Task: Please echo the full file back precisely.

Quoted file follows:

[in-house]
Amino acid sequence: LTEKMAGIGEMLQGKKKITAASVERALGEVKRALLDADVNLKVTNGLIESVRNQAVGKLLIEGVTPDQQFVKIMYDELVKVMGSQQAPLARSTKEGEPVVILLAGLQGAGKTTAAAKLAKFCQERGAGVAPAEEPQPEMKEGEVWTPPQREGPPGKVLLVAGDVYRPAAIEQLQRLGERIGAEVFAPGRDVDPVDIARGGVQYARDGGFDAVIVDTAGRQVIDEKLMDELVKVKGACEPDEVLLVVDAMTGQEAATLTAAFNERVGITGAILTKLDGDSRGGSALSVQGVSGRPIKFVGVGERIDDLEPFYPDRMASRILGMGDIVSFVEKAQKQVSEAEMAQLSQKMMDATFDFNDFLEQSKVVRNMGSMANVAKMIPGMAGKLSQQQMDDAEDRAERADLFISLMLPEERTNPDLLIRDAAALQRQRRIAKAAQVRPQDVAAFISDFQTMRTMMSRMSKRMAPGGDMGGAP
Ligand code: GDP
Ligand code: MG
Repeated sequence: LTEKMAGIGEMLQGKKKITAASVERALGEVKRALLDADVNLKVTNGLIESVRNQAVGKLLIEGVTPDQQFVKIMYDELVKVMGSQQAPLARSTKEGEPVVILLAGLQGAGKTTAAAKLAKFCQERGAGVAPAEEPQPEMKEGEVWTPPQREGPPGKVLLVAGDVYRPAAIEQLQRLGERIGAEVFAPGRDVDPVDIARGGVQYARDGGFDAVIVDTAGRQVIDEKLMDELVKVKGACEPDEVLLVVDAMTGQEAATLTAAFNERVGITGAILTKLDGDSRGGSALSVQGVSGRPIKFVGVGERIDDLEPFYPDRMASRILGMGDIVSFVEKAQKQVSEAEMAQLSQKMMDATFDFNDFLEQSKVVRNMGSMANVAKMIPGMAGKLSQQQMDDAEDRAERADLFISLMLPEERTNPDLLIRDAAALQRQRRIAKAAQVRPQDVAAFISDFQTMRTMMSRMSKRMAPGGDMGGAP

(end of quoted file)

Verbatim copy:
[in-house]
Amino acid sequence: LTEKMAGIGEMLQGKKKITAASVERALGEVKRALLDADVNLKVTNGLIESVRNQAVGKLLIEGVTPDQQFVKIMYDELVKVMGSQQAPLARSTKEGEPVVILLAGLQGAGKTTAAAKLAKFCQERGAGVAPAEEPQPEMKEGEVWTPPQREGPPGKVLLVAGDVYRPAAIEQLQRLGERIGAEVFAPGRDVDPVDIARGGVQYARDGGFDAVIVDTAGRQVIDEKLMDELVKVKGACEPDEVLLVVDAMTGQEAATLTAAFNERVGITGAILTKLDGDSRGGSALSVQGVSGRPIKFVGVGERIDDLEPFYPDRMASRILGMGDIVSFVEKAQKQVSEAEMAQLSQKMMDATFDFNDFLEQSKVVRNMGSMANVAKMIPGMAGKLSQQQMDDAEDRAERADLFISLMLPEERTNPDLLIRDAAALQRQRRIAKAAQVRPQDVAAFISDFQTMRTMMSRMSKRMAPGGDMGGAP
Ligand code: GDP
Ligand code: MG
Repeated sequence: LTEKMAGIGEMLQGKKKITAASVERALGEVKRALLDADVNLKVTNGLIESVRNQAVGKLLIEGVTPDQQFVKIMYDELVKVMGSQQAPLARSTKEGEPVVILLAGLQGAGKTTAAAKLAKFCQERGAGVAPAEEPQPEMKEGEVWTPPQREGPPGKVLLVAGDVYRPAAIEQLQRLGERIGAEVFAPGRDVDPVDIARGGVQYARDGGFDAVIVDTAGRQVIDEKLMDELVKVKGACEPDEVLLVVDAMTGQEAATLTAAFNERVGITGAILTKLDGDSRGGSALSVQGVSGRPIKFVGVGERIDDLEPFYPDRMASRILGMGDIVSFVEKAQKQVSEAEMAQLSQKMMDATFDFNDFLEQSKVVRNMGSMANVAKMIPGMAGKLSQQQMDDAEDRAERADLFISLMLPEERTNPDLLIRDAAALQRQRRIAKAAQVRPQDVAAFISDFQTMRTMMSRMSKRMAPGGDMGGAP